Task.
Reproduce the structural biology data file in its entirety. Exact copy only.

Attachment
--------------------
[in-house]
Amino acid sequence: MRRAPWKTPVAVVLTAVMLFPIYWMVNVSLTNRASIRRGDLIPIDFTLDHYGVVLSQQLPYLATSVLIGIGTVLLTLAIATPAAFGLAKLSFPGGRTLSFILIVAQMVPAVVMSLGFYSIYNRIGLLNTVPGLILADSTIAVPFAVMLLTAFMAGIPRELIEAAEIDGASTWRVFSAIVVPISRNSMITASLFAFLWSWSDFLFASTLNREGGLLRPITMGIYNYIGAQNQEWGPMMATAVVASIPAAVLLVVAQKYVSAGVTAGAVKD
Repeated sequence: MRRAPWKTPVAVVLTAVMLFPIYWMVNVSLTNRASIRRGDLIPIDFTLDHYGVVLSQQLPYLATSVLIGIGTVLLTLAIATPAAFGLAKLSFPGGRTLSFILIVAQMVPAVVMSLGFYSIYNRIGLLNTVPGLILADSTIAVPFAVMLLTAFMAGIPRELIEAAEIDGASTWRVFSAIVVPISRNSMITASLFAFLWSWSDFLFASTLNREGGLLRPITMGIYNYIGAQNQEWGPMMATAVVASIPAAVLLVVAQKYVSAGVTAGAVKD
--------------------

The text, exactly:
[in-house]
Amino acid sequence: MRRAPWKTPVAVVLTAVMLFPIYWMVNVSLTNRASIRRGDLIPIDFTLDHYGVVLSQQLPYLATSVLIGIGTVLLTLAIATPAAFGLAKLSFPGGRTLSFILIVAQMVPAVVMSLGFYSIYNRIGLLNTVPGLILADSTIAVPFAVMLLTAFMAGIPRELIEAAEIDGASTWRVFSAIVVPISRNSMITASLFAFLWSWSDFLFASTLNREGGLLRPITMGIYNYIGAQNQEWGPMMATAVVASIPAAVLLVVAQKYVSAGVTAGAVKD
Repeated sequence: MRRAPWKTPVAVVLTAVMLFPIYWMVNVSLTNRASIRRGDLIPIDFTLDHYGVVLSQQLPYLATSVLIGIGTVLLTLAIATPAAFGLAKLSFPGGRTLSFILIVAQMVPAVVMSLGFYSIYNRIGLLNTVPGLILADSTIAVPFAVMLLTAFMAGIPRELIEAAEIDGASTWRVFSAIVVPISRNSMITASLFAFLWSWSDFLFASTLNREGGLLRPITMGIYNYIGAQNQEWGPMMATAVVASIPAAVLLVVAQKYVSAGVTAGAVKD